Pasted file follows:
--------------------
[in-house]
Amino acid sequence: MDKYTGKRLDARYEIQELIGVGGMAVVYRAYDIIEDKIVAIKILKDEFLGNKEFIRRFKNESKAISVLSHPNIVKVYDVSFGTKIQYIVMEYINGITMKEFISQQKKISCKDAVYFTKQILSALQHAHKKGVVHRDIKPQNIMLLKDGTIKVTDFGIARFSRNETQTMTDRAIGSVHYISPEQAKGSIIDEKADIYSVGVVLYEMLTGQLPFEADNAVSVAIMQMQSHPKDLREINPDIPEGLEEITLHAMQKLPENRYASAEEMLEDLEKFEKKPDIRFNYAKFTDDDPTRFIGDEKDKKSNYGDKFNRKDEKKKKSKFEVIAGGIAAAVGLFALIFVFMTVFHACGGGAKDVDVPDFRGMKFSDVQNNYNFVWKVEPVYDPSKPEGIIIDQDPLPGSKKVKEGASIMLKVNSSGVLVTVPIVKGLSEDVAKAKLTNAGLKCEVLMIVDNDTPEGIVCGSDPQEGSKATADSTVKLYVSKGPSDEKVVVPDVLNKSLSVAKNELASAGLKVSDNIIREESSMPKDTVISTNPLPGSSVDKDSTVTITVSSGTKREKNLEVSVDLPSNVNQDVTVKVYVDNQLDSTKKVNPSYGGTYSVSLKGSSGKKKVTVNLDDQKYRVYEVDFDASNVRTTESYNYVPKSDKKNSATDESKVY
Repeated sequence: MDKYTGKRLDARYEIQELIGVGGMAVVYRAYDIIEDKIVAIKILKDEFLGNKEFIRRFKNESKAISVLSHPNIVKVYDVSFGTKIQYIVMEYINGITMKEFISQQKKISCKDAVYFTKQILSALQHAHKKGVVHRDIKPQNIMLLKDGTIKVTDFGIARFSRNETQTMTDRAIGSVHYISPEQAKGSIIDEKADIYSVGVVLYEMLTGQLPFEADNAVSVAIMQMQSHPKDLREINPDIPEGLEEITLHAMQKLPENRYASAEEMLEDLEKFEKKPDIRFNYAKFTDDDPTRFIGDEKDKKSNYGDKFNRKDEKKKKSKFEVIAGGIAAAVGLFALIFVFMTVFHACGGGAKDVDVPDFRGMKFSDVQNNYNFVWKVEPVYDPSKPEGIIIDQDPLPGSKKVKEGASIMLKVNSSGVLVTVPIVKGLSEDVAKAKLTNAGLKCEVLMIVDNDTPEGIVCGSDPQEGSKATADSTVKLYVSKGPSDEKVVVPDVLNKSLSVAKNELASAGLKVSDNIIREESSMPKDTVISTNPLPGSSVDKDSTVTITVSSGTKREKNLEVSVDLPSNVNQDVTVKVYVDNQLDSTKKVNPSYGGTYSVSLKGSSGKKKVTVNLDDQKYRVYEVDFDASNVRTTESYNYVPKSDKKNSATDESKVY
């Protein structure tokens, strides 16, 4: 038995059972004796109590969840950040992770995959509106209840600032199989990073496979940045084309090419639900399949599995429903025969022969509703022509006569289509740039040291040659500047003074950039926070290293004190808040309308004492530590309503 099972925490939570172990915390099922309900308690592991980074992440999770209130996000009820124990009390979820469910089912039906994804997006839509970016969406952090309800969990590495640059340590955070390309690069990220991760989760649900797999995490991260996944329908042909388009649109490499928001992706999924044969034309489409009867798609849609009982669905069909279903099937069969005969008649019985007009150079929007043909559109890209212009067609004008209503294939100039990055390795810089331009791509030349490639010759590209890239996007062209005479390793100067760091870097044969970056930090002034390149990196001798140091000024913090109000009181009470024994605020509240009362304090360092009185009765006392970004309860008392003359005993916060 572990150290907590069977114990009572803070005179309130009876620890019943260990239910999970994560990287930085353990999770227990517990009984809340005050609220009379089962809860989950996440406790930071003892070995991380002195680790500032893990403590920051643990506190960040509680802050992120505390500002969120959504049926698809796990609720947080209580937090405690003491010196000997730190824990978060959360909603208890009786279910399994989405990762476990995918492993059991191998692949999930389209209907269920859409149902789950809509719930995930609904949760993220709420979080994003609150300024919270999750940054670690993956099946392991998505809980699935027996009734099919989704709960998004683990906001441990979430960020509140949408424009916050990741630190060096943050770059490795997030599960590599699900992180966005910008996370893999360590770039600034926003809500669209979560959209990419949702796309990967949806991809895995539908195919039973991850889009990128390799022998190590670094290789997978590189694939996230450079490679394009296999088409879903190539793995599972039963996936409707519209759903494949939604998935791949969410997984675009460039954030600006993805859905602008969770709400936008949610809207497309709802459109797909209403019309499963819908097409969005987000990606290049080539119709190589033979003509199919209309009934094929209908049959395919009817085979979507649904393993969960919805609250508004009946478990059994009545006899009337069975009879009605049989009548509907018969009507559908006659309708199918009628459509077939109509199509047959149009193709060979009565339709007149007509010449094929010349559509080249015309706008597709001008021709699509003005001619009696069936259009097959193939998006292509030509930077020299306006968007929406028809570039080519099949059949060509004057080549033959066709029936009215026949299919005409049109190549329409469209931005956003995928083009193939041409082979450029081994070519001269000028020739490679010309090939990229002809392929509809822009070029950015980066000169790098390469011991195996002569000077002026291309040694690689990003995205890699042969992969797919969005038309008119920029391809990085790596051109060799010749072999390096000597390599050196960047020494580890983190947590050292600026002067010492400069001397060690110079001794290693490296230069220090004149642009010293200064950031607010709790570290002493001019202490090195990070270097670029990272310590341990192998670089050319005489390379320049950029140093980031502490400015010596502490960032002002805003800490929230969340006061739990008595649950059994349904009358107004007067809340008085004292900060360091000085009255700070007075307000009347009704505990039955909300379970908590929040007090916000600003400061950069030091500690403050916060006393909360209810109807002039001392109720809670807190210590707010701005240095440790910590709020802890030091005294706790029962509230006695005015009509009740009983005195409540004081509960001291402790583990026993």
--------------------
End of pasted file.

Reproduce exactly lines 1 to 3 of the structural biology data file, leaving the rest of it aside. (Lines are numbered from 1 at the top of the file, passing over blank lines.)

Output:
[in-house]
Amino acid sequence: MDKYTGKRLDARYEIQELIGVGGMAVVYRAYDIIEDKIVAIKILKDEFLGNKEFIRRFKNESKAISVLSHPNIVKVYDVSFGTKIQYIVMEYINGITMKEFISQQKKISCKDAVYFTKQILSALQHAHKKGVVHRDIKPQNIMLLKDGTIKVTDFGIARFSRNETQTMTDRAIGSVHYISPEQAKGSIIDEKADIYSVGVVLYEMLTGQLPFEADNAVSVAIMQMQSHPKDLREINPDIPEGLEEITLHAMQKLPENRYASAEEMLEDLEKFEKKPDIRFNYAKFTDDDPTRFIGDEKDKKSNYGDKFNRKDEKKKKSKFEVIAGGIAAAVGLFALIFVFMTVFHACGGGAKDVDVPDFRGMKFSDVQNNYNFVWKVEPVYDPSKPEGIIIDQDPLPGSKKVKEGASIMLKVNSSGVLVTVPIVKGLSEDVAKAKLTNAGLKCEVLMIVDNDTPEGIVCGSDPQEGSKATADSTVKLYVSKGPSDEKVVVPDVLNKSLSVAKNELASAGLKVSDNIIREESSMPKDTVISTNPLPGSSVDKDSTVTITVSSGTKREKNLEVSVDLPSNVNQDVTVKVYVDNQLDSTKKVNPSYGGTYSVSLKGSSGKKKVTVNLDDQKYRVYEVDFDASNVRTTESYNYVPKSDKKNSATDESKVY
Repeated sequence: MDKYTGKRLDARYEIQELIGVGGMAVVYRAYDIIEDKIVAIKILKDEFLGNKEFIRRFKNESKAISVLSHPNIVKVYDVSFGTKIQYIVMEYINGITMKEFISQQKKISCKDAVYFTKQILSALQHAHKKGVVHRDIKPQNIMLLKDGTIKVTDFGIARFSRNETQTMTDRAIGSVHYISPEQAKGSIIDEKADIYSVGVVLYEMLTGQLPFEADNAVSVAIMQMQSHPKDLREINPDIPEGLEEITLHAMQKLPENRYASAEEMLEDLEKFEKKPDIRFNYAKFTDDDPTRFIGDEKDKKSNYGDKFNRKDEKKKKSKFEVIAGGIAAAVGLFALIFVFMTVFHACGGGAKDVDVPDFRGMKFSDVQNNYNFVWKVEPVYDPSKPEGIIIDQDPLPGSKKVKEGASIMLKVNSSGVLVTVPIVKGLSEDVAKAKLTNAGLKCEVLMIVDNDTPEGIVCGSDPQEGSKATADSTVKLYVSKGPSDEKVVVPDVLNKSLSVAKNELASAGLKVSDNIIREESSMPKDTVISTNPLPGSSVDKDSTVTITVSSGTKREKNLEVSVDLPSNVNQDVTVKVYVDNQLDSTKKVNPSYGGTYSVSLKGSSGKKKVTVNLDDQKYRVYEVDFDASNVRTTESYNYVPKSDKKNSATDESKVY